How are political parties and politicians funded in your jurisdiction?
In France, political parties are funded by private and public resources.
Private resources include subscriptions of political parties’ members and private donations. These donations can only be made by individuals and are capped at €7,500 per individual (€15,000 per tax household) per year.
Public resources are subject to certain conditions, in particular to a certain amount based on the votes expressed for each political party whose candidates reach at least 1 per cent of expressed votes in a legislative election, as well as to a certain amount based on the number of parliamentarians from the relevant political party sitting in the National Assembly and the Senate (around €40,000 per elected representative).
Elected representatives’ revenues (which include benefits in kind) are capped, no matter how many mandates they hold. In practice, elected representatives usually grant between 10 per cent and 30 per cent of their revenue to their political party.Registration of interests
Must parties and politicians register or otherwise declare their interests? What interests, other than travel, hospitality and gifts, must be declared?
In France, members of the National Assembly and senators, ministers and elected representatives must solemnly, exhaustively and sincerely declare their financial situation, as well as the financial situation of their spouse and all assets held in joint tenancy.
They must also disclose their interests, which may arise in relation to their own or to their spouse’s professional activity, to the shares they hold in any company, to the board of a company or to any volunteer activities likely to cause a conflict of interest.
This declaration is reviewed and published by the HATVP.Contributions to political parties and officials
Are political contributions or other disbursements to parties and political officials limited or regulated? How?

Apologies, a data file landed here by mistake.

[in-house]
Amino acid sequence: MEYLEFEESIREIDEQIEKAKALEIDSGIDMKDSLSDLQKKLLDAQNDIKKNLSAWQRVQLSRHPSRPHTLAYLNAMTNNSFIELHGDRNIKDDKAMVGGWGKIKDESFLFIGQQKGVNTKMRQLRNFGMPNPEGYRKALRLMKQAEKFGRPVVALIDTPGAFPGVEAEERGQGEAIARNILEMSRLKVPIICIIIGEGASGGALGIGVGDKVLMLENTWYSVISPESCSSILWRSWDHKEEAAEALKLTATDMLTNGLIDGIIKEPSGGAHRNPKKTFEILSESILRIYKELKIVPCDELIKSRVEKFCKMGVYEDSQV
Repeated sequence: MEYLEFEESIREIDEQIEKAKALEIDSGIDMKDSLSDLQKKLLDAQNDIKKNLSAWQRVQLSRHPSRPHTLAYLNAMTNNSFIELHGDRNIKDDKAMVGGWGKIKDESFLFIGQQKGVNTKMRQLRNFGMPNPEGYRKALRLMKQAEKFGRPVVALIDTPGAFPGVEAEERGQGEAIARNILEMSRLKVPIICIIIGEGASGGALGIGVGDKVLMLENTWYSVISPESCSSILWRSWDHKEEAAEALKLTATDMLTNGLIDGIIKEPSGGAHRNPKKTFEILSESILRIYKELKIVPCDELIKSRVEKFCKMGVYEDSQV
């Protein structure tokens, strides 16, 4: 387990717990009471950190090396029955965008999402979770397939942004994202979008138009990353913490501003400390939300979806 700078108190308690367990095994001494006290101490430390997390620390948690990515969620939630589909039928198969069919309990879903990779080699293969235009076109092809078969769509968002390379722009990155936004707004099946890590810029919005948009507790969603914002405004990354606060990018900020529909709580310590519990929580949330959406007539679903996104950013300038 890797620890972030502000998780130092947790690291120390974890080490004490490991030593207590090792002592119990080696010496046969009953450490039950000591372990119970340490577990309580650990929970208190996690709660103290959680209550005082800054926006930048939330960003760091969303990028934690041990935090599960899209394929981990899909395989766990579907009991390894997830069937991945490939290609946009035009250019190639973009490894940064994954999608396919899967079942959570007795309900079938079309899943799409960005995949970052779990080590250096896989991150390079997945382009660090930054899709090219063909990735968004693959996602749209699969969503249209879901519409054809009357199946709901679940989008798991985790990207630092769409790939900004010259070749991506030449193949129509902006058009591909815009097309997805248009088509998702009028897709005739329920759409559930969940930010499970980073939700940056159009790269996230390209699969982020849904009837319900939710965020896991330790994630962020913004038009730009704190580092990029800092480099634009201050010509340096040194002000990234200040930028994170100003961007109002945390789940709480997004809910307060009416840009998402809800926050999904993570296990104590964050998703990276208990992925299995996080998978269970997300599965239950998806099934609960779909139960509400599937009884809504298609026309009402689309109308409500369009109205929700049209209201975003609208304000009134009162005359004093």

Political contributions to parties and political officials are regulated and limited (see question 17).Sources of funding for political campaigns
Describe how political campaigns for legislative positions and executive offices are financed.
In France, funding comes from individuals’ donations, political parties’ donations and personal loans. Individuals’ donations are capped at €4,600 per individual and per election. Political parties’ donations are capped at €7,500 per year and per political party. Only personal loans are not capped.
For all elections, each candidate has to name a financial agent, who will hold an account register that lists every source of funding. This account register is then certified by a chartered accountant and verified by the French National Commission for Campaign Accounts and Political Financing.
See question 17.Lobbyist participation in fundraising and electioneering
Describe whether registration as a lobbyist triggers any special restrictions or disclosure requirements with respect to candidate fundraising.
French law forbids any lobbyist participation in fundraising and electioneering.
According to the Electoral Code, legal entities, except political parties or groups, may not contribute to the financing of a political campaign by providing grants in any form or by providing goods, services or other direct or indirect benefits at prices lower than those usually applied.Independent expenditure and coordination
How is parallel political campaigning independent of a candidate or party regulated?
In France, individuals or groups not directly related to or controlled by a candidate or political party may operate a parallel media advertising or grass-roots campaign to support (or oppose) a candidate, either by speaking online, writing a book or talking on a radio show. They can be political analysts, researchers, authors or journalists.
The main limitation results from the French Superior Council of Audiovisual, which regulates the amount of broadcast time that is provided to each candidate, and the speaking time of candidates and parties during the election period.